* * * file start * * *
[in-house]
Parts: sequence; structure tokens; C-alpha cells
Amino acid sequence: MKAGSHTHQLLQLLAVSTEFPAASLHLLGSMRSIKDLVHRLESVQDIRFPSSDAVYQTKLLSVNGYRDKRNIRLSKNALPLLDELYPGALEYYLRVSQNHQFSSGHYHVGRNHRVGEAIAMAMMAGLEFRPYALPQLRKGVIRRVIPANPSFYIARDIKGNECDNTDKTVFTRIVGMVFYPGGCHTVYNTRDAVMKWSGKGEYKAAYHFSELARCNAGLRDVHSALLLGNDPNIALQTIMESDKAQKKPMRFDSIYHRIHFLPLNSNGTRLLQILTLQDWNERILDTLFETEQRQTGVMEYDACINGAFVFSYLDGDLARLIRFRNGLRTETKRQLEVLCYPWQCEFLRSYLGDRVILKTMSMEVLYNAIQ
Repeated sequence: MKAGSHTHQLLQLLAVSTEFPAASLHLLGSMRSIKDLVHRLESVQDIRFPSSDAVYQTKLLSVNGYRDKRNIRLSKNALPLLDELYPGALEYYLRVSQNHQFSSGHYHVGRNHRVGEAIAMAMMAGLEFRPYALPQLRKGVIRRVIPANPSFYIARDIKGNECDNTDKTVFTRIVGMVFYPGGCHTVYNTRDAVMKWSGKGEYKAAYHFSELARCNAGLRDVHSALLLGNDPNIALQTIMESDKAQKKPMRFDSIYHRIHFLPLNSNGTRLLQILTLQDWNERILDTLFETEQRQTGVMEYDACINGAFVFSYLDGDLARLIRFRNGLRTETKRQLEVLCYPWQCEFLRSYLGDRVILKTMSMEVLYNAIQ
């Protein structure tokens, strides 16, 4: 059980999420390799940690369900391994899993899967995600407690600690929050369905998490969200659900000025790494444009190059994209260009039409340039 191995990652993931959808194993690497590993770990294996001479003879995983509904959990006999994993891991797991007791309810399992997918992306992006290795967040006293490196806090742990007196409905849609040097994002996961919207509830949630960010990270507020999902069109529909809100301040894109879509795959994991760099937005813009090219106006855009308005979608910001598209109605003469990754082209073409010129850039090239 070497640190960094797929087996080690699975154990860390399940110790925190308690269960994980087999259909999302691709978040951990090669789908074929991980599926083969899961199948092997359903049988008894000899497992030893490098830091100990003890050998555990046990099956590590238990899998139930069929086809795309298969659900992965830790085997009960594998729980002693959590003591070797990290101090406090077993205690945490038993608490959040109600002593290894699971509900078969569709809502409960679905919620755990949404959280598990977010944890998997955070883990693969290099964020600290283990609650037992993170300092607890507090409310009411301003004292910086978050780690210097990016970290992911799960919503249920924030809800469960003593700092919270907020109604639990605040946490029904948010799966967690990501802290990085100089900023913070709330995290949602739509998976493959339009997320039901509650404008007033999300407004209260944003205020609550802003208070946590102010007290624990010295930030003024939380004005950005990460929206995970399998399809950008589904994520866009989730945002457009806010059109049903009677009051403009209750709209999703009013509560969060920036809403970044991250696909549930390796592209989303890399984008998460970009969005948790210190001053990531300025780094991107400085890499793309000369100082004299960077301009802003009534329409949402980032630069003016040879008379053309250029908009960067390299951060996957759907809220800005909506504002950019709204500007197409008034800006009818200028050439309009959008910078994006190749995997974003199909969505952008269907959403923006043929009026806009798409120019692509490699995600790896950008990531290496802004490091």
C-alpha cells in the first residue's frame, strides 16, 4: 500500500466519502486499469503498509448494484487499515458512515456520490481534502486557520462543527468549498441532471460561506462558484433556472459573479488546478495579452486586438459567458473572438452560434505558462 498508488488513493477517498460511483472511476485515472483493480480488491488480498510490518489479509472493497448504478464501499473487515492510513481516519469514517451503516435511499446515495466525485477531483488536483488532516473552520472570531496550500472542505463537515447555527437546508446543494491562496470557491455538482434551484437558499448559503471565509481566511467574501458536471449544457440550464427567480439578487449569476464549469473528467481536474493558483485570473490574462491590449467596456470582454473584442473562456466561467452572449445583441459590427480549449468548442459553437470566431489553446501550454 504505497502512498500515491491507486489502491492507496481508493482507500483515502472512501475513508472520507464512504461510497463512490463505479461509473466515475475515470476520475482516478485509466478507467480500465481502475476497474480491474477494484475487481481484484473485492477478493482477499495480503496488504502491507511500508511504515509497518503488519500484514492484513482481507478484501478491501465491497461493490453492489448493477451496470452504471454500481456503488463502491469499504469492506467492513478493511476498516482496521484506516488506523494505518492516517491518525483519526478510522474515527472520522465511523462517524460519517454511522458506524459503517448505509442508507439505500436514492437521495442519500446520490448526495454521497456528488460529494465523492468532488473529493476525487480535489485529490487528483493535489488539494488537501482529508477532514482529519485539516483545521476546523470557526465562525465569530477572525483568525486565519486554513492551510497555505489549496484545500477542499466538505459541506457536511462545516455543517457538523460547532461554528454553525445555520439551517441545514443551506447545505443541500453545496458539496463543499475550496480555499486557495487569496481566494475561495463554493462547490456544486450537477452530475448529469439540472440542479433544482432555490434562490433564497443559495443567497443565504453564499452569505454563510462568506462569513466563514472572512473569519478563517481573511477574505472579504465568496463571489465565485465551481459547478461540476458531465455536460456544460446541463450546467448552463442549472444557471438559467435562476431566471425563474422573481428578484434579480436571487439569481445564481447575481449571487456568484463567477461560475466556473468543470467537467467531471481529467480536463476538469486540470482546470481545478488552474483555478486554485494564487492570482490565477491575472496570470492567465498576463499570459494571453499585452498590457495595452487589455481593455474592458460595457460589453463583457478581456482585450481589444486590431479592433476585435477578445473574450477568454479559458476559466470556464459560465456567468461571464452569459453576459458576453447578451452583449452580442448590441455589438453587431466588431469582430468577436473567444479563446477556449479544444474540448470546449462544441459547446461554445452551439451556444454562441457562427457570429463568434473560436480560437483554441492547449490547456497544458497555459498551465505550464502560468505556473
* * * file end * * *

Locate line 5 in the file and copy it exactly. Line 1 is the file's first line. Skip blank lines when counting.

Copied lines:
């Protein structure tokens, strides 16, 4: 059980999420390799940690369900391994899993899967995600407690600690929050369905998490969200659900000025790494444009190059994209260009039409340039 191995990652993931959808194993690497590993770990294996001479003879995983509904959990006999994993891991797991007791309810399992997918992306992006290795967040006293490196806090742990007196409905849609040097994002996961919207509830949630960010990270507020999902069109529909809100301040894109879509795959994991760099937005813009090219106006855009308005979608910001598209109605003469990754082209073409010129850039090239 070497640190960094797929087996080690699975154990860390399940110790925190308690269960994980087999259909999302691709978040951990090669789908074929991980599926083969899961199948092997359903049988008894000899497992030893490098830091100990003890050998555990046990099956590590238990899998139930069929086809795309298969659900992965830790085997009960594998729980002693959590003591070797990290101090406090077993205690945490038993608490959040109600002593290894699971509900078969569709809502409960679905919620755990949404959280598990977010944890998997955070883990693969290099964020600290283990609650037992993170300092607890507090409310009411301003004292910086978050780690210097990016970290992911799960919503249920924030809800469960003593700092919270907020109604639990605040946490029904948010799966967690990501802290990085100089900023913070709330995290949602739509998976493959339009997320039901509650404008007033999300407004209260944003205020609550802003208070946590102010007290624990010295930030003024939380004005950005990460929206995970399998399809950008589904994520866009989730945002457009806010059109049903009677009051403009209750709209999703009013509560969060920036809403970044991250696909549930390796592209989303890399984008998460970009969005948790210190001053990531300025780094991107400085890499793309000369100082004299960077301009802003009534329409949402980032630069003016040879008379053309250029908009960067390299951060996957759907809220800005909506504002950019709204500007197409008034800006009818200028050439309009959008910078994006190749995997974003199909969505952008269907959403923006043929009026806009798409120019692509490699995600790896950008990531290496802004490091």